The 7 Types Of Friends In Every Friend Group

The 7 Types Of Friends In Every Friend Group

Though roles in a friend group can be blurred, there are some friends you come across in every group.
489
views

1. The Mom Friend

We all know this friend — they're the first one you run to when you have a problem, the first one you run to for medicine, the one that will fight anyone and everyone on your behalf, and the one with the best advice for any situation.

2. The Loud Friend

This friend more than likely has that unique, loud laugh that can be heard from across campus. They also forget that indoor voices are a thing, and you probably have to remind them constantly to turn the volume down on their voice box. And they can't whisper. At all. But do you need someone yelled at, or do you need to ask your near-deaf professor a question? Have no fear — the loud friend is here.

3. The Quiet Friend

You'll usually find this friend on the edge of the crowd, inserting comments every now and then, but otherwise just observing. They're wallflowers, in a way. (Hah, get it? Because of the .gif? I know, I'm funny.)

4. The Animal-Loving Friend

This friend has an animal radar. They can immediately tell when an animal is near, and will run through, jump over, knock down, or otherwise bowl over anything or anyone that stands in the way of them getting to said animal.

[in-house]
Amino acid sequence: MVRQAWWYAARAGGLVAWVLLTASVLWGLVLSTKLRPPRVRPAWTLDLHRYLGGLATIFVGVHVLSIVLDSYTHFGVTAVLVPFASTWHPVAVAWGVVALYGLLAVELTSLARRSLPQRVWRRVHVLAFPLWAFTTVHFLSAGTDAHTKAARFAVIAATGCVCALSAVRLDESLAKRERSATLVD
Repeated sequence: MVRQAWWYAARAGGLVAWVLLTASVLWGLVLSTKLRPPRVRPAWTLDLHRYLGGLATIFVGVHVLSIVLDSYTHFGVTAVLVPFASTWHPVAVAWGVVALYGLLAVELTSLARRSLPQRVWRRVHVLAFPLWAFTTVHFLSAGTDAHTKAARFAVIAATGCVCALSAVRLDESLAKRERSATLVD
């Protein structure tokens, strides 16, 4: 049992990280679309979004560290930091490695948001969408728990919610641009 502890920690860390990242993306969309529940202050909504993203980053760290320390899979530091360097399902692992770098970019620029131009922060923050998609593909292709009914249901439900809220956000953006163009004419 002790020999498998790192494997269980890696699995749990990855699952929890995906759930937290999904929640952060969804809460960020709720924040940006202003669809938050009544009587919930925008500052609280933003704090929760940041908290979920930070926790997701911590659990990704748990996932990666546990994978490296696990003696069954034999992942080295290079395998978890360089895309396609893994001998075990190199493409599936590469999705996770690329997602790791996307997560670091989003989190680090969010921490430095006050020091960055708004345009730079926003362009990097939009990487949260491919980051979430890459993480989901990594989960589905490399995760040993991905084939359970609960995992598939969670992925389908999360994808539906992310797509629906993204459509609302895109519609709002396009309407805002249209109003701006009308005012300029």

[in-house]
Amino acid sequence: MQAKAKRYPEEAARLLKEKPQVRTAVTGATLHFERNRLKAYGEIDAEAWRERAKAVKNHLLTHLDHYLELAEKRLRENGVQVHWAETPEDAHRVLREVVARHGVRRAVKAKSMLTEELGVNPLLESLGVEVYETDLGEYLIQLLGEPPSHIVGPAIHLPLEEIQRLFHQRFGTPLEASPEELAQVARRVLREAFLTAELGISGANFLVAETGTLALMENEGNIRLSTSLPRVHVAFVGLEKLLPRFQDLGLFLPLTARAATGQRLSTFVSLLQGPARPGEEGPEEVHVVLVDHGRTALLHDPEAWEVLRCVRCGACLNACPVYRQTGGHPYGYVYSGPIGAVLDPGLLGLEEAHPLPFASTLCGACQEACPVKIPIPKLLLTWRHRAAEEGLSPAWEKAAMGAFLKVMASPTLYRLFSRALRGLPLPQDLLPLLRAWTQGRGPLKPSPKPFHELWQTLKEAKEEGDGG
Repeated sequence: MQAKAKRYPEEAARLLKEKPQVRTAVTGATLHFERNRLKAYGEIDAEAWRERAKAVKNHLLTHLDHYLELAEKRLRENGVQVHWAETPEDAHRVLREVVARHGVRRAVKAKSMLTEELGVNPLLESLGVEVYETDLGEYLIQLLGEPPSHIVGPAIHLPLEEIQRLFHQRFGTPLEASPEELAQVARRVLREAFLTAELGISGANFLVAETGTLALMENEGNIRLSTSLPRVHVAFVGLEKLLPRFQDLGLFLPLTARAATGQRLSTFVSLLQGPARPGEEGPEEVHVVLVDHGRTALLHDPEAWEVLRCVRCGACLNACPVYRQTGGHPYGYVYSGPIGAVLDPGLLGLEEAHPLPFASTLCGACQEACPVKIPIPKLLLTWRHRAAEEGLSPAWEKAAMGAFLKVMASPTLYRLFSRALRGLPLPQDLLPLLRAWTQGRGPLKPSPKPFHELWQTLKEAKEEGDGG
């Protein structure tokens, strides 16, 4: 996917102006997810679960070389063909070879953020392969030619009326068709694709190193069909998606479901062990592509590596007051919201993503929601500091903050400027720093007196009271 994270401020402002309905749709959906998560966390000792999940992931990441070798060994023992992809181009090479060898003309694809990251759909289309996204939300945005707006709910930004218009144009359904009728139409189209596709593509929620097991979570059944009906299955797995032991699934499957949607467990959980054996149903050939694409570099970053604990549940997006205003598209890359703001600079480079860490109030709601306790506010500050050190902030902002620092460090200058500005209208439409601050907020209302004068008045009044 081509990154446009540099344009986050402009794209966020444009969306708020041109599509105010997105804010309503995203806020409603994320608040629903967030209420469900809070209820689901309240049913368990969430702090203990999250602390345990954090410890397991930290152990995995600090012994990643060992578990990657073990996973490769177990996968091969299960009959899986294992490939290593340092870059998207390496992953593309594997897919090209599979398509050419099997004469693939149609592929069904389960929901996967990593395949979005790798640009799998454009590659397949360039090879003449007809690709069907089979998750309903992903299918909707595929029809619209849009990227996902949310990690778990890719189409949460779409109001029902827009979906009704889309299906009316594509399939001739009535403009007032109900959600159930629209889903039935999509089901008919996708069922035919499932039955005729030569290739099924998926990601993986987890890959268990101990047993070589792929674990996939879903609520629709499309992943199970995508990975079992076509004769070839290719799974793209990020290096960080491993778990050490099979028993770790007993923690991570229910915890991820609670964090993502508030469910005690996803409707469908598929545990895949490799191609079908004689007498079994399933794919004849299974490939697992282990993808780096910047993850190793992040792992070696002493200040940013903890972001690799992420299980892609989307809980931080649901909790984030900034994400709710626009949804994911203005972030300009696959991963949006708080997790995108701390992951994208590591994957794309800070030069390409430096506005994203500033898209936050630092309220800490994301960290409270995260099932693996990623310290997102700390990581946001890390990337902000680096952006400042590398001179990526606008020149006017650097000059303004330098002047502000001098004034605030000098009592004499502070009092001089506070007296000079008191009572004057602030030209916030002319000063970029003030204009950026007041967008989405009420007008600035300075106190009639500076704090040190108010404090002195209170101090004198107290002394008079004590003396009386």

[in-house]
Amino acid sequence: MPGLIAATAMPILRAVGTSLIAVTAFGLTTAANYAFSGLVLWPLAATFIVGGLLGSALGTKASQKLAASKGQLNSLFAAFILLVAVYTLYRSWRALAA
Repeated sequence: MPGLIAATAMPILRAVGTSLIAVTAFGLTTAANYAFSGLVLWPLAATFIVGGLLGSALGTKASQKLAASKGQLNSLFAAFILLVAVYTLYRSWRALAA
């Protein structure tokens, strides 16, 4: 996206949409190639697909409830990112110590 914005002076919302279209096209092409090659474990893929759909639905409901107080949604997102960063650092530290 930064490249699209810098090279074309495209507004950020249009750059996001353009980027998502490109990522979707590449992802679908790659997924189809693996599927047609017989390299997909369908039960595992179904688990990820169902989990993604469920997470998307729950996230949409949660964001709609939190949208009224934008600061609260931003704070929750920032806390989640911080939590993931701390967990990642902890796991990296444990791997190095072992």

5. The Extroverted Friend

Is the friend group bored? Turn to this friend, because they'll always have some spontaneous idea up their sleeve! Want that guy's number, but you're too afraid to ask? Don't worry, you've got the most outgoing wingwoman/man in the world by your side!

6. The Sporty Friend

Not only does this friend own the most extensive collection of running shorts, spandex, tank tops, tennis shoes, and other sports paraphernalia, this friend also has the natural ability to literally be good at any sport ever.

7. The Smart Friend

This friend is the walking encyclopedia of the group. You can always count on them to make the good grades, to be the source of knowledge, and to always be up for answering your questions. This friend is also either very humble or very arrogant about their intelligence. There is no in between.

Cover Image Credit: Pixabay

Popular Right Now

Dear Mom, I Hope You Know